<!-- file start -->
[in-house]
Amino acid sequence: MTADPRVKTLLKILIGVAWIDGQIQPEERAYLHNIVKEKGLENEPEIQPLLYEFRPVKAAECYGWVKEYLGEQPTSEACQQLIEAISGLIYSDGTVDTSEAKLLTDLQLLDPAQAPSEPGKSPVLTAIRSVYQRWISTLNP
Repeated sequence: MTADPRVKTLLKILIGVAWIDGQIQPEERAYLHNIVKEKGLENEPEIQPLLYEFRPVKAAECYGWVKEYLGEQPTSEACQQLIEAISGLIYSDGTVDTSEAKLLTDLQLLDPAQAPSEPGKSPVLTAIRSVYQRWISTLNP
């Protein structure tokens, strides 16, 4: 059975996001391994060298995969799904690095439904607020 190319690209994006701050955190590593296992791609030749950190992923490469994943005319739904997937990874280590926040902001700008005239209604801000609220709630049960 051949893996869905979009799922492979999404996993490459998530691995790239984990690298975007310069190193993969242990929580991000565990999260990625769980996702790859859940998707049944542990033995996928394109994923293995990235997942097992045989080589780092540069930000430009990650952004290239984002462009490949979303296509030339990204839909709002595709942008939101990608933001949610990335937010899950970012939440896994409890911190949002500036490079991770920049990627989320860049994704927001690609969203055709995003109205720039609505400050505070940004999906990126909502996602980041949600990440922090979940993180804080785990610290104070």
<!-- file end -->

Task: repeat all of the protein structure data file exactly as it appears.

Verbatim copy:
[in-house]
Amino acid sequence: MTADPRVKTLLKILIGVAWIDGQIQPEERAYLHNIVKEKGLENEPEIQPLLYEFRPVKAAECYGWVKEYLGEQPTSEACQQLIEAISGLIYSDGTVDTSEAKLLTDLQLLDPAQAPSEPGKSPVLTAIRSVYQRWISTLNP
Repeated sequence: MTADPRVKTLLKILIGVAWIDGQIQPEERAYLHNIVKEKGLENEPEIQPLLYEFRPVKAAECYGWVKEYLGEQPTSEACQQLIEAISGLIYSDGTVDTSEAKLLTDLQLLDPAQAPSEPGKSPVLTAIRSVYQRWISTLNP
């Protein structure tokens, strides 16, 4: 059975996001391994060298995969799904690095439904607020 190319690209994006701050955190590593296992791609030749950190992923490469994943005319739904997937990874280590926040902001700008005239209604801000609220709630049960 051949893996869905979009799922492979999404996993490459998530691995790239984990690298975007310069190193993969242990929580991000565990999260990625769980996702790859859940998707049944542990033995996928394109994923293995990235997942097992045989080589780092540069930000430009990650952004290239984002462009490949979303296509030339990204839909709002595709942008939101990608933001949610990335937010899950970012939440896994409890911190949002500036490079991770920049990627989320860049994704927001690609969203055709995003109205720039609505400050505070940004999906990126909502996602980041949600990440922090979940993180804080785990610290104070």